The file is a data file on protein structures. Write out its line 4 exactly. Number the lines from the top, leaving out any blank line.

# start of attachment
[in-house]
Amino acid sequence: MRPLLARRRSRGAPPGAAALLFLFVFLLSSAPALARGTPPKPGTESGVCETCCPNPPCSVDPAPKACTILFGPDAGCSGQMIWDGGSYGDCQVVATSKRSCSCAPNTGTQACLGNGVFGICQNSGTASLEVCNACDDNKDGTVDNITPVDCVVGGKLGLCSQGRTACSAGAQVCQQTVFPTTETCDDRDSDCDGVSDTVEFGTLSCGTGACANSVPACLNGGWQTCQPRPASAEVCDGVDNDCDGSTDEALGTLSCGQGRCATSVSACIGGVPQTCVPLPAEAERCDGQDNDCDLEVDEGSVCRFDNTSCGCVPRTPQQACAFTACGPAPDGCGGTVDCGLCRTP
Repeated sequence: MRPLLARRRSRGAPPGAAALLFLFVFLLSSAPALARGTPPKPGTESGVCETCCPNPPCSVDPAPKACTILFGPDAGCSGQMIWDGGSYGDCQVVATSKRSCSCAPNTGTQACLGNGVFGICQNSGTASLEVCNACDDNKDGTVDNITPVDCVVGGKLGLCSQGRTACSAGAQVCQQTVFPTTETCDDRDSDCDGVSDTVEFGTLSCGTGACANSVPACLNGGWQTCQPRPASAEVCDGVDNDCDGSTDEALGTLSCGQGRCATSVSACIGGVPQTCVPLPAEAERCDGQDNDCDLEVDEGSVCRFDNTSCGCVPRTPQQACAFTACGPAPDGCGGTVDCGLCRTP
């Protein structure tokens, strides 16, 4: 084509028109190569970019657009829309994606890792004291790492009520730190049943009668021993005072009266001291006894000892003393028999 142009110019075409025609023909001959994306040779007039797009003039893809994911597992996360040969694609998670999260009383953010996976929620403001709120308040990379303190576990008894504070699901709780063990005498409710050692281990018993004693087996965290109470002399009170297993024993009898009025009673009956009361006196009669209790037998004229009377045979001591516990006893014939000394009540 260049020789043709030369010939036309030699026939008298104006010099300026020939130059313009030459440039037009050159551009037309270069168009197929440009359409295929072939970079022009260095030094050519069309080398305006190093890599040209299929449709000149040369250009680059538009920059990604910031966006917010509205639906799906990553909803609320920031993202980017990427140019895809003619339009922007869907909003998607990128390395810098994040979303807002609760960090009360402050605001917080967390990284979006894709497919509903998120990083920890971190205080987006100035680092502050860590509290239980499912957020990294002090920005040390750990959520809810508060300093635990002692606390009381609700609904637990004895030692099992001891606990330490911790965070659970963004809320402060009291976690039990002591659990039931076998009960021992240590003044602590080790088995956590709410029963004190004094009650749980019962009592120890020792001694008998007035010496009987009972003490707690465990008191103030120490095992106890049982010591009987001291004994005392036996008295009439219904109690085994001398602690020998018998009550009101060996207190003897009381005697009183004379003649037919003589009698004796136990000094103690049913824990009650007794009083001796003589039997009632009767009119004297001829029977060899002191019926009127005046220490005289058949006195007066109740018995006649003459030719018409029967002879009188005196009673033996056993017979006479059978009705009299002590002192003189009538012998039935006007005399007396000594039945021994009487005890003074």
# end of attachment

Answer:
């Protein structure tokens, strides 16, 4: 084509028109190569970019657009829309994606890792004291790492009520730190049943009668021993005072009266001291006894000892003393028999 142009110019075409025609023909001959994306040779007039797009003039893809994911597992996360040969694609998670999260009383953010996976929620403001709120308040990379303190576990008894504070699901709780063990005498409710050692281990018993004693087996965290109470002399009170297993024993009898009025009673009956009361006196009669209790037998004229009377045979001591516990006893014939000394009540 260049020789043709030369010939036309030699026939008298104006010099300026020939130059313009030459440039037009050159551009037309270069168009197929440009359409295929072939970079022009260095030094050519069309080398305006190093890599040209299929449709000149040369250009680059538009920059990604910031966006917010509205639906799906990553909803609320920031993202980017990427140019895809003619339009922007869907909003998607990128390395810098994040979303807002609760960090009360402050605001917080967390990284979006894709497919509903998120990083920890971190205080987006100035680092502050860590509290239980499912957020990294002090920005040390750990959520809810508060300093635990002692606390009381609700609904637990004895030692099992001891606990330490911790965070659970963004809320402060009291976690039990002591659990039931076998009960021992240590003044602590080790088995956590709410029963004190004094009650749980019962009592120890020792001694008998007035010496009987009972003490707690465990008191103030120490095992106890049982010591009987001291004994005392036996008295009439219904109690085994001398602690020998018998009550009101060996207190003897009381005697009183004379003649037919003589009698004796136990000094103690049913824990009650007794009083001796003589039997009632009767009119004297001829029977060899002191019926009127005046220490005289058949006195007066109740018995006649003459030719018409029967002879009188005196009673033996056993017979006479059978009705009299002590002192003189009538012998039935006007005399007396000594039945021994009487005890003074």